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|This paper introduces the narrative painting 'The Reading of the Letter' (1897) by the respected Constantinople artist Garabed Nichanian (1861-1950) as an important contemporary visual comment on the exchanges between bantoukhd (migrant worker) sons in the imperial capital and dependants in the homeland, desperate for news, that criss-crossed late nineteenth century Ottoman Anatolia in their thousands. |
The figure of the bantoukhd from Ottoman Armenia was a major preoccupation of Constantinople Armenian intellectual elites. The presence of thousands of provincial (mostly) men in the imperial capital, the most visible among whom worked as hamals (porters) on the streets of the imperial capital and lived in slum-like conditions in the city’s hans (inns), ensured that these migrants’ difficult living conditions in the city, as well as the prevailing social, economic and political situation in Ottoman Armenia, always remained at the forefront of these intellectuals concerns. A popular theme for many leading Constantinople Armenian painters, representations of the bantoukhd, most commonly naturalistic academic portraits utilising an ethnographic visual language, often acted as conduits that also conveyed, during periods of stringent censorship, allegorical messages upon the situation in the homeland.
Nichanian’s The Reading of the Letter stands out from this body of work in that he directly addresses those left behind in the homeland. In the painting, the artist imagines rural Ottoman Armenia, without ever having set foot there, yet his brush renders a realist scene depicting the reception of a letter from, or with news of, an absent bantoukhd son, in which an illiterate elderly couple in provincial dress are listening to a young man, perhaps the village teacher, also in native garb, reading a letter to them. The letter, the central focus of the painting, would most likely have been penned by a literate fellow villager in the city or a friend, or even the son himself who may have attended one of the numerous Sunday schools, set up by charitable individuals in Constantinople to help spread literacy among the bantoukhd population. The expressions on the faces of the parents suggests that Nichanian’s letter would have been one of the so-called ‘black letters’, a term often used by Ottoman Armenian writers.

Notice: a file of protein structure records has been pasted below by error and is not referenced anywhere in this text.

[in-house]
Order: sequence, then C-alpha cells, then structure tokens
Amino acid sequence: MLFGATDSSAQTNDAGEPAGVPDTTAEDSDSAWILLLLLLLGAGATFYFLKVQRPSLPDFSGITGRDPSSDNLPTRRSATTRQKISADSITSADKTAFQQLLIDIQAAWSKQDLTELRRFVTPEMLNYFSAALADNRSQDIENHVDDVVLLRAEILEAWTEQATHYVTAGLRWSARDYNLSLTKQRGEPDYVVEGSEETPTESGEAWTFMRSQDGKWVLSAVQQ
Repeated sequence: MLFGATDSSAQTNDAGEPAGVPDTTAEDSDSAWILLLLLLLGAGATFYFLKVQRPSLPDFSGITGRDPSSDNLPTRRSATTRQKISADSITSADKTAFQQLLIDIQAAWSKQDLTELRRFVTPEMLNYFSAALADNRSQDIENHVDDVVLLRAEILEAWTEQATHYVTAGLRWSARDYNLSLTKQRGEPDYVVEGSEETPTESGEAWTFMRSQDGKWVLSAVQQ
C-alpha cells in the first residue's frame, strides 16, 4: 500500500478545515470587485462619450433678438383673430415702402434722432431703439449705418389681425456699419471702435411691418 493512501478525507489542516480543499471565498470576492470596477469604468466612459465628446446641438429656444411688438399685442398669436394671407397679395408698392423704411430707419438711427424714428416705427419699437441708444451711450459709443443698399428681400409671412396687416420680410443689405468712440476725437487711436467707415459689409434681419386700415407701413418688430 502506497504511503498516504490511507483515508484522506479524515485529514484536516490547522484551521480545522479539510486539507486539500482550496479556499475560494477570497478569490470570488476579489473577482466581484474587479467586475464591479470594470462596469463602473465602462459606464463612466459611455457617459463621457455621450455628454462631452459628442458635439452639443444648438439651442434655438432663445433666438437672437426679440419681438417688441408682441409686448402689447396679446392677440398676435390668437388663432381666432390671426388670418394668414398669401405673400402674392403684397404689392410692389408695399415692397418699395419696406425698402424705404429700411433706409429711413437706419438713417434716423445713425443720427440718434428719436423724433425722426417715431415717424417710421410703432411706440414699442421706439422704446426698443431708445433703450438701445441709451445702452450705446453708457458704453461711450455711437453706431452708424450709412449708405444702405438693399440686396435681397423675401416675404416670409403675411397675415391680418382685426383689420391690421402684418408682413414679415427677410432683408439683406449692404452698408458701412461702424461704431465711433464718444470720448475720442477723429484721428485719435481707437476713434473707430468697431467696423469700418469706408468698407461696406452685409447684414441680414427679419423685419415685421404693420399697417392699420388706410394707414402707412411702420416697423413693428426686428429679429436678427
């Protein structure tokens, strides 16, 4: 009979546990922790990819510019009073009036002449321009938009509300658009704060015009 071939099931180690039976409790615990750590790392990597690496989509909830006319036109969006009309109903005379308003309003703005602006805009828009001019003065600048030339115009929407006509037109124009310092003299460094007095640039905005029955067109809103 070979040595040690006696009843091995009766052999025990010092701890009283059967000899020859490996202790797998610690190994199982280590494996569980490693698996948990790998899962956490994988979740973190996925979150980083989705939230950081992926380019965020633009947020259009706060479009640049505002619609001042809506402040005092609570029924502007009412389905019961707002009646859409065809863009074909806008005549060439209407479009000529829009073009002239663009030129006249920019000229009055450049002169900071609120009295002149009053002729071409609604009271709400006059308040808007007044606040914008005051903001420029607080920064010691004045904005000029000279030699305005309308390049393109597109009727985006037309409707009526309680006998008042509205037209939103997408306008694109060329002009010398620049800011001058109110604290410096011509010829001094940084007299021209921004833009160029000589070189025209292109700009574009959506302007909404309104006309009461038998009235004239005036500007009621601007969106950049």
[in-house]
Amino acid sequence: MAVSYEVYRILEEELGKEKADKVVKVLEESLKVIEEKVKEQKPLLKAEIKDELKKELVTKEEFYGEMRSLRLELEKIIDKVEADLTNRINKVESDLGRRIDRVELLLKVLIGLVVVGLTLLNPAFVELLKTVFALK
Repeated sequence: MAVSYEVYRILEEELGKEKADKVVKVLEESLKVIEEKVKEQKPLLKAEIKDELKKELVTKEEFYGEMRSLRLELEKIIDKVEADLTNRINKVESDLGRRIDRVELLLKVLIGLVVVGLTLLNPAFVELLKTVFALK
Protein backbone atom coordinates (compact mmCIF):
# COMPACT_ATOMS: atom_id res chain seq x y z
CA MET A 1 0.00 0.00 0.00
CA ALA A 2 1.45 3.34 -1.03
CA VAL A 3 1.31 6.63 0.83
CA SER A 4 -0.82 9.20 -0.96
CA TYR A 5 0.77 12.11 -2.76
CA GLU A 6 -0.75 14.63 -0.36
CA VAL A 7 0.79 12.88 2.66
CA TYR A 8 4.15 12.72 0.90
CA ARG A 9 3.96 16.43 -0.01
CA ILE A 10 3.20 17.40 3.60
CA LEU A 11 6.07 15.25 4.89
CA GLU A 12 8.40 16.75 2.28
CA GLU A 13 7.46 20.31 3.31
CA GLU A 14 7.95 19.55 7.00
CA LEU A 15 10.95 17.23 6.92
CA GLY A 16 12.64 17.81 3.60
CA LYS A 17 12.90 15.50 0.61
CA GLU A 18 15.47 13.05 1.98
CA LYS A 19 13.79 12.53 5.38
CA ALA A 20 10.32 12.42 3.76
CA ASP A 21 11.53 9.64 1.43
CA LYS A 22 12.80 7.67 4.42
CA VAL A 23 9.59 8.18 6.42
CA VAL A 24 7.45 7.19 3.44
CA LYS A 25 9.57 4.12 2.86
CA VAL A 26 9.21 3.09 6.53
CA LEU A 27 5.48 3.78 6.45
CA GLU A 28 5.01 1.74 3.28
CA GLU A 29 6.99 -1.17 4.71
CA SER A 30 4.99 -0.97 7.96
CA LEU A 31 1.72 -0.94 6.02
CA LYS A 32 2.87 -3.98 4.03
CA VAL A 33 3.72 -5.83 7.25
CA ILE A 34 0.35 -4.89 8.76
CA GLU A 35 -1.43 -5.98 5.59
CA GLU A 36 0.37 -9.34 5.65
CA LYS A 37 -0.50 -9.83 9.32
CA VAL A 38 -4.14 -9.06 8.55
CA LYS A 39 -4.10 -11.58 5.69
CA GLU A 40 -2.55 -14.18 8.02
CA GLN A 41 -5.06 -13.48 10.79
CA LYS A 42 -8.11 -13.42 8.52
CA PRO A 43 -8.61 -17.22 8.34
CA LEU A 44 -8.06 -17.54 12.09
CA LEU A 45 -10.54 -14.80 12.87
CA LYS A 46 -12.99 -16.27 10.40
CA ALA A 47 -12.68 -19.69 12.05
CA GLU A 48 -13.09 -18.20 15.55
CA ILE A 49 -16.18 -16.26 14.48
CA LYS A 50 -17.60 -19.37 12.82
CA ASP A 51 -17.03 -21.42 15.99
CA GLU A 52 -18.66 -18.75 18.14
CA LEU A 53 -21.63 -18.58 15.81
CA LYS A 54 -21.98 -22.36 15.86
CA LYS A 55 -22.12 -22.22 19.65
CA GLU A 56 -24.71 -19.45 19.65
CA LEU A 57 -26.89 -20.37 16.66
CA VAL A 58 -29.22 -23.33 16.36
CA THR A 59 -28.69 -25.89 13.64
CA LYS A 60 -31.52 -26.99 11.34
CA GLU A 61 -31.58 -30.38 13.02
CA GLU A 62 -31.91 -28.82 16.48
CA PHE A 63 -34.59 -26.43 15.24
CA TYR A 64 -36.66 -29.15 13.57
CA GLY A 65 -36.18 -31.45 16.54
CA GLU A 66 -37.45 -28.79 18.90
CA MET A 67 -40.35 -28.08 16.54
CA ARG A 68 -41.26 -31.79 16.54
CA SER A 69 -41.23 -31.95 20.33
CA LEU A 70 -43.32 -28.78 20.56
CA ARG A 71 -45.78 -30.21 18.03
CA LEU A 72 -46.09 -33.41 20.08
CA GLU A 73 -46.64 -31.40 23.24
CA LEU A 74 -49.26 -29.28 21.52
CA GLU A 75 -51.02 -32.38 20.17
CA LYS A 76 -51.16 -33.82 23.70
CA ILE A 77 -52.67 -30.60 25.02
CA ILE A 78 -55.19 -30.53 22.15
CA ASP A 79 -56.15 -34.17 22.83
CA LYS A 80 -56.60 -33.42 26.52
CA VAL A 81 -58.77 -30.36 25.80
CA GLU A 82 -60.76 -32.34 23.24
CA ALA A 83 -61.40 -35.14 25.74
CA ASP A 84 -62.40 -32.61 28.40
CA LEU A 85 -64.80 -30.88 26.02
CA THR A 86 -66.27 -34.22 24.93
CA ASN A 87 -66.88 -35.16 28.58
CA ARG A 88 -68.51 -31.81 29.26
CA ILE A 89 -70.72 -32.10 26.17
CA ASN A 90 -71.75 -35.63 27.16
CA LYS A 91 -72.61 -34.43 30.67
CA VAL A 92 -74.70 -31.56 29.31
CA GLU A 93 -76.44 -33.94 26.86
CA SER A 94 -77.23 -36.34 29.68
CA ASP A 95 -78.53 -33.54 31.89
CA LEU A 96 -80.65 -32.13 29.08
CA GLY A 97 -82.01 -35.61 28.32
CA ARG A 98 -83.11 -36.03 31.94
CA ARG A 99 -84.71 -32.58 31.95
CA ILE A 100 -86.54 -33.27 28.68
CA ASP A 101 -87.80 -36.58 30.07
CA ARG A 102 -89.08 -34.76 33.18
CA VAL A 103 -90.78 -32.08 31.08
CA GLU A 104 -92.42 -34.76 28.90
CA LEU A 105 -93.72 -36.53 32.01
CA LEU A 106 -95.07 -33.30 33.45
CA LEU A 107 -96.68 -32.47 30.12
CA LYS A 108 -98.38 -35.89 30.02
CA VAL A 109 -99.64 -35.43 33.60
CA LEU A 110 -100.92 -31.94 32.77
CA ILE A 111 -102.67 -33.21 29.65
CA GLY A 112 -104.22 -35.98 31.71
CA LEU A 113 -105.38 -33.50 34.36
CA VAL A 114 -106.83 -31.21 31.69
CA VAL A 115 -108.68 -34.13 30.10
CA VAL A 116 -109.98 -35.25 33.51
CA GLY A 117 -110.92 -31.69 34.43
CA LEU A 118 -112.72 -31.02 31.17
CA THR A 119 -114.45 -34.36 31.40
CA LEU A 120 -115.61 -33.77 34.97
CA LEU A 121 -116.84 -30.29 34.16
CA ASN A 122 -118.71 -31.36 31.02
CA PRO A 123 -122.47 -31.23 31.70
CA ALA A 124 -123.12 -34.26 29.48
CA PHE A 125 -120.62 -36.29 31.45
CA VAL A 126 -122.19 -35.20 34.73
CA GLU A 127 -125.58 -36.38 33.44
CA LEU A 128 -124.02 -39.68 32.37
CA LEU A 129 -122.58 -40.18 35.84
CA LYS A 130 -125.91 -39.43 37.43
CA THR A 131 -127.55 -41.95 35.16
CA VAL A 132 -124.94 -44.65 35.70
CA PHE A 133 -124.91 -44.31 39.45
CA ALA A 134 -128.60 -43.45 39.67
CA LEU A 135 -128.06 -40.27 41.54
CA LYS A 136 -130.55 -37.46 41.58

This paper provides a close reading of surviving examples of ‘black letters’ alongside Nichanian’s painting, and, through the utilisation of contemporary sources and materials, aims to delve into the hopes, expectations, fears and disappointments contained within and pinned upon them.